Zurn, Perry and Danielle S. Basett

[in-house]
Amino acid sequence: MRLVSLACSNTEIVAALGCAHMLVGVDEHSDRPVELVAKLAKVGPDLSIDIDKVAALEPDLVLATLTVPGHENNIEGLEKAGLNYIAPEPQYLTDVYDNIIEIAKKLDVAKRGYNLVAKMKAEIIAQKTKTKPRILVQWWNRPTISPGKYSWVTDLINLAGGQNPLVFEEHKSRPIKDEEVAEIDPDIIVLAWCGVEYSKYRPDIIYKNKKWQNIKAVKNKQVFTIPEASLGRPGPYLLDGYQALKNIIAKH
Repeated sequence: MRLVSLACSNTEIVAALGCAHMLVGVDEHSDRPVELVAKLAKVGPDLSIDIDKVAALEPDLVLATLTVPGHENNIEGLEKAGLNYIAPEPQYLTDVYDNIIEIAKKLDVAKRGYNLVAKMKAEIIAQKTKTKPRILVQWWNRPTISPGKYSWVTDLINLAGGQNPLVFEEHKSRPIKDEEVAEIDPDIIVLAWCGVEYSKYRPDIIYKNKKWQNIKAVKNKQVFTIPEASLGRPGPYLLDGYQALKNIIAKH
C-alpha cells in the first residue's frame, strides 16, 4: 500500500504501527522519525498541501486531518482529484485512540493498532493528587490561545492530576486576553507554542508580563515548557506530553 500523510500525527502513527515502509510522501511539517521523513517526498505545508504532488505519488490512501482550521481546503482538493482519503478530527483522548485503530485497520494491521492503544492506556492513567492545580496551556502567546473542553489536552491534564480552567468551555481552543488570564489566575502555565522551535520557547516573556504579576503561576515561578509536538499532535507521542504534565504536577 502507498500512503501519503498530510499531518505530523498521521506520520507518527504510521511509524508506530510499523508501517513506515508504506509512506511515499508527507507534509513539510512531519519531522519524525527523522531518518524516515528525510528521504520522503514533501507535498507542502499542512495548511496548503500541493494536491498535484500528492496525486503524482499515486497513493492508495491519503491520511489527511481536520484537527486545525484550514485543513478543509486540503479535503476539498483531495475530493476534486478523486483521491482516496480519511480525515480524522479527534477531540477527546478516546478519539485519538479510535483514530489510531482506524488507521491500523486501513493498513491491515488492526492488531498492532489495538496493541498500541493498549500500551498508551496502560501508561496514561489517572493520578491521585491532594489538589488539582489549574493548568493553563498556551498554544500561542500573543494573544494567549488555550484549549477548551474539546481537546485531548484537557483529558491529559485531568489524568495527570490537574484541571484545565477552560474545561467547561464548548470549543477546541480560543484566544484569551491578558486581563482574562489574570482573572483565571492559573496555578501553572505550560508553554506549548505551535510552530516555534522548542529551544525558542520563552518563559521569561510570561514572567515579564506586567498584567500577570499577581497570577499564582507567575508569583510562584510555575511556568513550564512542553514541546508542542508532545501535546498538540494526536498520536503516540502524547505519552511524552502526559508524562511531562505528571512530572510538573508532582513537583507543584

Human learners acquire complex interconnected networks of relational knowledge. The capacity for such learning naturally depends on two factors: the architecture (or informational structure) of the knowledge network itself and the architecture of the computational unit—the brain—that encodes and processes the information. That is, learning is reliant on integrated network architectures at two levels: the epistemic and the computational, or the conceptual and the neural. Motivated by a wish to understand conventional human knowledge, here, we discuss emerging work assessing network con- straints on the learnability of relational knowledge, and theories from statistical physics that instantiate the principles of thermodynamics and information theory to offer an explanatory model for such constraints. We then highlight similarities between those constraints on the learnability of relational networks, at one level, and the physical constraints on the development of interconnected patterns in neural systems, at another level, both leading to hierarchically modular networks. To support our discussion of these similarities, we employ an operational distinction between the modeller (e.g. the human brain), the model (e.g. a single human’s knowledge) and the modelled (e.g. the information present in our experiences). We then turn to a philosophical discussion of whether and how we can extend our observations to a claim regarding explanation and mechanism for knowledge acquisition. What relation between hierarchical networks, at the conceptual and neural levels, best facilitate learning? Are the architectures of optimally learnable networks a topological reflection of the architectures of comparably developed neural networks? Finally, we contribute to a unified approach to hierarchies and levels in biological networks by proposing several epistemological norms for analysing the computational brain and social epistemes, and for developing pedagogical principles conducive to curious thought. This article is part of the theme issue ‘Unifying the essential concepts of biological networks: biological insights and philosophical foundations’.